Age-Discrimination Ruling Is Seen as Victory for States
Congress exceeded its constitutional authority when it amended the federal Age Discrimination in Employment Act of 1967 to cover states and their political subdivisions, such as cities and school districts, the U.S. Supreme Court ruled last week.
The 5-4 decision was the latest triumph for states in a wave of cases in recent years challenging the authority of Congress to abrogate the states' immunity from lawsuits under the 11th Amendment to the U.S. Constitution.
The court ruled in 1995, for example, that Congress lacked authority under the Constitution's commerce clause to make it a federal crime to possess a gun near a school.
In its Jan. 11 ruling in Kimel v. Florida Board of Regents (Case No. 98-791), the court held that Congress lacked authority under the 14th Amendment when it extended the ADEA to cover the states and their political subdivisions in 1974. Under the statute, workers who are 40 or older may sue their employers in federal court if they believe they have suffered discrimination based on age.
The high court case was a consolidation of separate ADEA cases involving 36 current and former faculty members and librarians at Florida State University and Florida International University, two professors at the University of Montevallo in Alabama, and a state corrections officer in Florida. All the plaintiffs had sued their state employers, alleging age discrimination under the federal statute.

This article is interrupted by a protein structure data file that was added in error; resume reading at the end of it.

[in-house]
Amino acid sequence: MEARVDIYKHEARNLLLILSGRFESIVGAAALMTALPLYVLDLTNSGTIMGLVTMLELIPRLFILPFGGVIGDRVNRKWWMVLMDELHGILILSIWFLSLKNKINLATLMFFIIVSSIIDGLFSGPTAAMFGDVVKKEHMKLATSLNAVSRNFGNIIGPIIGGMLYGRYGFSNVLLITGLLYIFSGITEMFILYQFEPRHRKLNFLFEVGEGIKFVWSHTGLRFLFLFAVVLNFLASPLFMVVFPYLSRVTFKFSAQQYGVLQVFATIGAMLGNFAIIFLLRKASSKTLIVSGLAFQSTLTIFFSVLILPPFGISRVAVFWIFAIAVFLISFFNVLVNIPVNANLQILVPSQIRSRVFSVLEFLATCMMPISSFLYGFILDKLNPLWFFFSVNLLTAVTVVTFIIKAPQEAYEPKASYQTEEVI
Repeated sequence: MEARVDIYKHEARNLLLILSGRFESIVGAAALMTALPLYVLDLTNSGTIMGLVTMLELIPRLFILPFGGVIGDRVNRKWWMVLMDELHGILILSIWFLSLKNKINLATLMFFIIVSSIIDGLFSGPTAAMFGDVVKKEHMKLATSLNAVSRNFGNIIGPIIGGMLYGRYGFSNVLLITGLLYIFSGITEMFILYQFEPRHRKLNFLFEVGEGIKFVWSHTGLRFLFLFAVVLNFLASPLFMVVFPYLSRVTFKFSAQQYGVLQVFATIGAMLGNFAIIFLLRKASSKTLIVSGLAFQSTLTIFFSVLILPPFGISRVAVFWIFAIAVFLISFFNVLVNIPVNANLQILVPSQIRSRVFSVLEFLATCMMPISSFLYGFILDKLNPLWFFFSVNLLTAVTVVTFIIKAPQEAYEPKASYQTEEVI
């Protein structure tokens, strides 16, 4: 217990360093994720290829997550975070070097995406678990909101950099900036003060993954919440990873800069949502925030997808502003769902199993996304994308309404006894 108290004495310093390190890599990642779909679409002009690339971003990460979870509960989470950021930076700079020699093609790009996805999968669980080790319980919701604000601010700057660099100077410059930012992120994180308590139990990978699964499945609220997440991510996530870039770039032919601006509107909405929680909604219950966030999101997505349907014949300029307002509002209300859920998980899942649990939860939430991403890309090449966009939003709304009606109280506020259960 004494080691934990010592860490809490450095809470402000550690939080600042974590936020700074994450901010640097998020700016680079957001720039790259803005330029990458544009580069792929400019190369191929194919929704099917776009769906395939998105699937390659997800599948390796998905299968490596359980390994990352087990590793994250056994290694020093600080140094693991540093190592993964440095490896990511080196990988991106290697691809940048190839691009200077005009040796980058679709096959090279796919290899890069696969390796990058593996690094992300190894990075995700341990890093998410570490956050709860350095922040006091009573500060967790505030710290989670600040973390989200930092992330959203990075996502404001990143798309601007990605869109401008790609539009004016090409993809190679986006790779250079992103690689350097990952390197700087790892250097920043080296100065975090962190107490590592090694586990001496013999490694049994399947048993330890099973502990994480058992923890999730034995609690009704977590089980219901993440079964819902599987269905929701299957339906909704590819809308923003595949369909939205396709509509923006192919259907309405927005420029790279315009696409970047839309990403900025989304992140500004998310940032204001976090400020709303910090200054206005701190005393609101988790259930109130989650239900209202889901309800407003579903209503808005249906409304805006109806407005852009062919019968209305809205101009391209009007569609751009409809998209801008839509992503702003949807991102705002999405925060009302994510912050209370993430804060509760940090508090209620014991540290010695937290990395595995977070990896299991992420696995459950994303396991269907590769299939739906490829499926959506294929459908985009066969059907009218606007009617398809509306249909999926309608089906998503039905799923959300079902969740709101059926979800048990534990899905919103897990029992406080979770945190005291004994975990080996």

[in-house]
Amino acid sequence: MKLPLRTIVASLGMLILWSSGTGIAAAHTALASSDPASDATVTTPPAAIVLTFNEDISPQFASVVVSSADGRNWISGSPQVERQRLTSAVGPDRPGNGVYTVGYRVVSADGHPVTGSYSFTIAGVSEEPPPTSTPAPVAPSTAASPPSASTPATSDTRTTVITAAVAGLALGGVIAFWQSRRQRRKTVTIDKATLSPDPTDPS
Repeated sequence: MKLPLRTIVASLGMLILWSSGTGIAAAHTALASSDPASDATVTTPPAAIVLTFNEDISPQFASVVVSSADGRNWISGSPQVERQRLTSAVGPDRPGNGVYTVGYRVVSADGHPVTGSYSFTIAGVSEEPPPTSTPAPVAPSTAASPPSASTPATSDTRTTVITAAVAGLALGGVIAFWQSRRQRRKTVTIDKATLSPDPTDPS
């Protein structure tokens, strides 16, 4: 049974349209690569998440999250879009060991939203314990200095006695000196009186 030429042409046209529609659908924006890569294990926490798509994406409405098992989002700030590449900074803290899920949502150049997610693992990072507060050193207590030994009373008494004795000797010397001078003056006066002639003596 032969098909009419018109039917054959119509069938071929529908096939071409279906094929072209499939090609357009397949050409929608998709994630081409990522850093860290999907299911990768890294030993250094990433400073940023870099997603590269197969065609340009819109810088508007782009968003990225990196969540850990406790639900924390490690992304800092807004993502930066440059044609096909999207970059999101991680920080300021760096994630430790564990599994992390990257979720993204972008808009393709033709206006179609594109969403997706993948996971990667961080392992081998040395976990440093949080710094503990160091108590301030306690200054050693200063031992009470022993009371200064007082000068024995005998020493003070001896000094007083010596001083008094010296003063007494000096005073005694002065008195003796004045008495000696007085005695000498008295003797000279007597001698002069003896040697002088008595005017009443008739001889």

The Florida university plaintiffs' suit was backed by the National Education Association and its state affiliate, the Florida Teaching Profession-NEA.
The union had urged the Supreme Court to overturn a ruling of the U.S. Court of Appeals for the 11th Circuit, in Atlanta, that states cannot be sued under the ADEA.
But the high court upheld the court of appeals. Writing for the majority, Justice Sandra Day O'Connor said the "requirements the ADEA imposes on state and local governments are disproportionate to any unconstitutional conduct that conceivably could be targeted by the act."
Joining her on the central holding of the case were Chief Justice William H. Rehnquist and Justices Antonin Scalia, Anthony M. Kennedy, and Clarence Thomas.
In dissent, Justice John Paul Stevens said the majority was engaging in "judicial activism."
"Federal rules outlawing discrimination in the workplace, like the regulation of wages and hours or health and safety standards, may be enforced against public as well as private employers," Justice Stevens said. "Neither the 11th Amendment nor the doctrine of sovereign immunity places any limit" on Congress' power to legislate in that area. He was joined by Justices David H. Souter, Ruth Bader Ginsburg, and Stephen G. Breyer.
The decision's impact on age-discrimination claims in public education may be limited. As Justice O'Connor noted, "state employees are protected by state age-discrimination statutes, and may recover money damages from their state employers, in almost every state of the Union."
Robert H. Chanin, the general counsel of the NEA, agreed that "there are other remedies available."
"But this has taken away one of the most effective remedies," he added.
Still, it is not a legal certainty that all K-12 districts are now immune from lawsuits under the statute, Mr. Chanin said.